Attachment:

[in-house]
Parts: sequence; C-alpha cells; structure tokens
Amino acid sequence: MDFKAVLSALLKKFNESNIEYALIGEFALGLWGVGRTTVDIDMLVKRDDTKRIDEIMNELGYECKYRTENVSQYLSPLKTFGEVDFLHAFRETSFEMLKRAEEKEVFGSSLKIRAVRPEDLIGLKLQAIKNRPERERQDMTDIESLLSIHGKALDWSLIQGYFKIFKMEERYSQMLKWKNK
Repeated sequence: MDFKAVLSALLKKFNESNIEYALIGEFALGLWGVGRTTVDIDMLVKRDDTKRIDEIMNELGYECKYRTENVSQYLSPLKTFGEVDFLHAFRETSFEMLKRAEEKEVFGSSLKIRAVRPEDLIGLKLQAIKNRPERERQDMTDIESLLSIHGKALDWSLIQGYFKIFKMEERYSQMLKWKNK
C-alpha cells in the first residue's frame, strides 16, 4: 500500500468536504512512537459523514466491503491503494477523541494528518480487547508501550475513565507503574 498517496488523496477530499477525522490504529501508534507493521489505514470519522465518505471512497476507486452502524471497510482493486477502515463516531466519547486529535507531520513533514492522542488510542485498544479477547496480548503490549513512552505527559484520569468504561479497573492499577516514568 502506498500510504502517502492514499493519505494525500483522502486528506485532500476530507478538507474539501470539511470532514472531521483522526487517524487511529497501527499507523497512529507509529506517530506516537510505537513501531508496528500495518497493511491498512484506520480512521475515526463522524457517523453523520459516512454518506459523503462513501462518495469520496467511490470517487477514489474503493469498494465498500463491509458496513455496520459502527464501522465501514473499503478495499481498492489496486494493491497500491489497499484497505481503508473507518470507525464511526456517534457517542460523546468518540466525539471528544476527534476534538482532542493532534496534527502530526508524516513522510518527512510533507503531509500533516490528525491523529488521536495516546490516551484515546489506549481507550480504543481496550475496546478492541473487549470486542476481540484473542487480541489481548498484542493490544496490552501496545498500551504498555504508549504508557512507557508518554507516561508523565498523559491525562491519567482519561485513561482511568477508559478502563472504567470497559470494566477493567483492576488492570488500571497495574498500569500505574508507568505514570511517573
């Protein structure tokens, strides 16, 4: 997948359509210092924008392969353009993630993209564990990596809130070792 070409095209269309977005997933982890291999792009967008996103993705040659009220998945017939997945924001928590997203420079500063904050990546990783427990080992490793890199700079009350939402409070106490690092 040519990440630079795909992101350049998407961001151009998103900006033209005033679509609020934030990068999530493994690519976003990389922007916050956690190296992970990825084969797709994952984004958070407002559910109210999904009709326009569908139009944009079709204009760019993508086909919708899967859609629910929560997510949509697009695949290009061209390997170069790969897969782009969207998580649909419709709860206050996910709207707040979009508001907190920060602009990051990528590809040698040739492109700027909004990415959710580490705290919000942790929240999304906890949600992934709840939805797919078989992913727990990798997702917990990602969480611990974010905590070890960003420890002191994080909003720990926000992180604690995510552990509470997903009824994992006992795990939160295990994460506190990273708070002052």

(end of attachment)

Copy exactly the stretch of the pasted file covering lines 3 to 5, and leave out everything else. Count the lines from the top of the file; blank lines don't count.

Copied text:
Amino acid sequence: MDFKAVLSALLKKFNESNIEYALIGEFALGLWGVGRTTVDIDMLVKRDDTKRIDEIMNELGYECKYRTENVSQYLSPLKTFGEVDFLHAFRETSFEMLKRAEEKEVFGSSLKIRAVRPEDLIGLKLQAIKNRPERERQDMTDIESLLSIHGKALDWSLIQGYFKIFKMEERYSQMLKWKNK
Repeated sequence: MDFKAVLSALLKKFNESNIEYALIGEFALGLWGVGRTTVDIDMLVKRDDTKRIDEIMNELGYECKYRTENVSQYLSPLKTFGEVDFLHAFRETSFEMLKRAEEKEVFGSSLKIRAVRPEDLIGLKLQAIKNRPERERQDMTDIESLLSIHGKALDWSLIQGYFKIFKMEERYSQMLKWKNK
C-alpha cells in the first residue's frame, strides 16, 4: 500500500468536504512512537459523514466491503491503494477523541494528518480487547508501550475513565507503574 498517496488523496477530499477525522490504529501508534507493521489505514470519522465518505471512497476507486452502524471497510482493486477502515463516531466519547486529535507531520513533514492522542488510542485498544479477547496480548503490549513512552505527559484520569468504561479497573492499577516514568 502506498500510504502517502492514499493519505494525500483522502486528506485532500476530507478538507474539501470539511470532514472531521483522526487517524487511529497501527499507523497512529507509529506517530506516537510505537513501531508496528500495518497493511491498512484506520480512521475515526463522524457517523453523520459516512454518506459523503462513501462518495469520496467511490470517487477514489474503493469498494465498500463491509458496513455496520459502527464501522465501514473499503478495499481498492489496486494493491497500491489497499484497505481503508473507518470507525464511526456517534457517542460523546468518540466525539471528544476527534476534538482532542493532534496534527502530526508524516513522510518527512510533507503531509500533516490528525491523529488521536495516546490516551484515546489506549481507550480504543481496550475496546478492541473487549470486542476481540484473542487480541489481548498484542493490544496490552501496545498500551504498555504508549504508557512507557508518554507516561508523565498523559491525562491519567482519561485513561482511568477508559478502563472504567470497559470494566477493567483492576488492570488500571497495574498500569500505574508507568505514570511517573